It’s Who I Am – Meanings of Aboriginality in Tasmania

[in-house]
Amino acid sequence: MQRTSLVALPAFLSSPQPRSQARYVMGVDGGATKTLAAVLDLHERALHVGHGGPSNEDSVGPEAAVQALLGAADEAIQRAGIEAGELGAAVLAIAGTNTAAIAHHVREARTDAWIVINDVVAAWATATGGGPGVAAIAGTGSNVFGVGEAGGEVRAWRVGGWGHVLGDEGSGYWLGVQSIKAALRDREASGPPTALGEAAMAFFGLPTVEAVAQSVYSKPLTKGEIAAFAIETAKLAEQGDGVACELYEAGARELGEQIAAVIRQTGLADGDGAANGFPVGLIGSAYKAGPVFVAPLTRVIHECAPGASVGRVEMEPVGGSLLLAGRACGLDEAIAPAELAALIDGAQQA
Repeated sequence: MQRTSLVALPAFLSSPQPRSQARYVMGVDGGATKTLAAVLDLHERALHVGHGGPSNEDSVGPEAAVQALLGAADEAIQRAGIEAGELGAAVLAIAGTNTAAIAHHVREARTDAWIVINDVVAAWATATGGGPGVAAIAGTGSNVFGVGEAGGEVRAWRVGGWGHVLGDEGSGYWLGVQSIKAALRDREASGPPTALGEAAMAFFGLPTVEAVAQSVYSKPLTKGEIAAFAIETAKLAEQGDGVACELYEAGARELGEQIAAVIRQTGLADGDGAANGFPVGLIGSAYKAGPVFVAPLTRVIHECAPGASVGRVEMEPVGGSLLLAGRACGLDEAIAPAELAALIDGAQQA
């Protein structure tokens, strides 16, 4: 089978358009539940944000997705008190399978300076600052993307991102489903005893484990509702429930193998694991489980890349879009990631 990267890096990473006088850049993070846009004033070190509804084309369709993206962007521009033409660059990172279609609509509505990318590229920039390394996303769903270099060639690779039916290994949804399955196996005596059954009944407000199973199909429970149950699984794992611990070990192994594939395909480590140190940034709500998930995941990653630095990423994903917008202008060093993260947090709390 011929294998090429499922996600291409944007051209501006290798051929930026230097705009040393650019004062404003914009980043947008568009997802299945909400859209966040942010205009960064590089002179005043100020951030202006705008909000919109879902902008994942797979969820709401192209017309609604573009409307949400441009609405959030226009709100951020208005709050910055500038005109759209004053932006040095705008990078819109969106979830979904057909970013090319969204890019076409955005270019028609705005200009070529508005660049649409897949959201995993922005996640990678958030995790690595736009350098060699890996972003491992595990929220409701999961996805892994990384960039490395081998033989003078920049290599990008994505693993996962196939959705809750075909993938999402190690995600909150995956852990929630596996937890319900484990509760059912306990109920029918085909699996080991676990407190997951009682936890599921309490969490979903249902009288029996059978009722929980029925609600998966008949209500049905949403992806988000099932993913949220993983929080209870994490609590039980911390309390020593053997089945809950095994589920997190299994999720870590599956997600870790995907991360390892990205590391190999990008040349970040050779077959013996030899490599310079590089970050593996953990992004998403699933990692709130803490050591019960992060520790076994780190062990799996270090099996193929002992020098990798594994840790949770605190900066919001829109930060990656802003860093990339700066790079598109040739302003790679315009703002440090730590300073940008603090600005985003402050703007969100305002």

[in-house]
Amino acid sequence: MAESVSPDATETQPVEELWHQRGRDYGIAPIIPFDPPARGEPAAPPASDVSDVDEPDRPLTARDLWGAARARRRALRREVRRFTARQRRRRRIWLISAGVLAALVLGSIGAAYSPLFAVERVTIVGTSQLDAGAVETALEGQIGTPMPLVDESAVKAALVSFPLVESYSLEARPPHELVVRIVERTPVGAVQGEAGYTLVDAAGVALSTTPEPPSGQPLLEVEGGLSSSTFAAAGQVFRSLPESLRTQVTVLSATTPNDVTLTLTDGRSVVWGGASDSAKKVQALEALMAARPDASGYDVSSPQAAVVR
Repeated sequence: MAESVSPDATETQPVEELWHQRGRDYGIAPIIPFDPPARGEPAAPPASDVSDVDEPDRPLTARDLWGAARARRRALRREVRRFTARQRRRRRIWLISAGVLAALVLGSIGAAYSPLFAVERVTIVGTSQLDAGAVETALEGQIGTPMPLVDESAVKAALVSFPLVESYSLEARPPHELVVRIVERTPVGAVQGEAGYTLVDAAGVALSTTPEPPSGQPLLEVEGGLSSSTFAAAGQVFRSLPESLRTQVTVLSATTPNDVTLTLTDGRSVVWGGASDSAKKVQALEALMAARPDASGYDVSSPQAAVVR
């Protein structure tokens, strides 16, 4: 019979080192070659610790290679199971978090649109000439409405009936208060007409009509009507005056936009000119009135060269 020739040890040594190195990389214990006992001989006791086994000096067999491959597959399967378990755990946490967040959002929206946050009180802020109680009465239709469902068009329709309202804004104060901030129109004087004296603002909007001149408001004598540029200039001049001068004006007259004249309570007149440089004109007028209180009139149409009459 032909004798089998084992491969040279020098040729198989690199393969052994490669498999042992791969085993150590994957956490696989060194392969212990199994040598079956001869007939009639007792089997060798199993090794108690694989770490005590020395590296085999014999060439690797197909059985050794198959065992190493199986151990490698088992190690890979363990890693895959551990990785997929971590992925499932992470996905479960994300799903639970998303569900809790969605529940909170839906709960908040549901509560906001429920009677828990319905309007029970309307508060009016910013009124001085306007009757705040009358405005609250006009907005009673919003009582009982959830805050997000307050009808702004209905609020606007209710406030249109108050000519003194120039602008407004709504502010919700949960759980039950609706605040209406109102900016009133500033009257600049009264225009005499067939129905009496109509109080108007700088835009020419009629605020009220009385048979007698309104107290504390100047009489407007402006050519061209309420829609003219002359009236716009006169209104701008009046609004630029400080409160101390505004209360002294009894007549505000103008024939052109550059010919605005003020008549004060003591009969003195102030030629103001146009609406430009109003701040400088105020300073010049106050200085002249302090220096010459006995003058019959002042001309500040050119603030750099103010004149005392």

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Most sources indicate that Tasmanian Aborigines are eradicated and extinct, though this is not the case. Tasmanian Aborigines are present, though they are mostly urbanized people. Issues relating to Aboriginality in Tasmania are highly sensitive and political. Tasmanian Aborigines have been subject of subjugation and eradication since the arrival of the first Europeans. Until a referendum in 1967 Aborigines were not classified as citizens of Australia. Since that referendum the emphasis on a (racist) biological definition shifted to a more social definition and in June 2005 the Tasmanian Legislative Council introduced a renewed definition of Aboriginality. This definition states that a person is a Tasmanian [Aborigine] if: he / she has Tasmanian ancestors, he / she recognizes this ancestry and the community recognizes this origin. By means of personal perspectives, stories, observations and literature I will argue that the recognition of Aboriginality can be important to people, though it doesn’t seem to have influence on the forming of one’s individual identity as one should expect, because recognition doesn’t change ones sense of being Aboriginal. In contrast to what some scientific literature argues with regard to identity and recognition, (a lack of ) recognition doesn’t necessarily mean an individual change with regard to self-esteem or self-image. It appears that struggling for recognition is more than a personal business, it’s a struggle for justice and it appears to be important for the continuum of culture. Therefore –and also because of the governmental approach with regard to Aboriginality- identity becomes subject of politics and a vicious circle is created in which Aboriginality remains a sensitive and primary topic.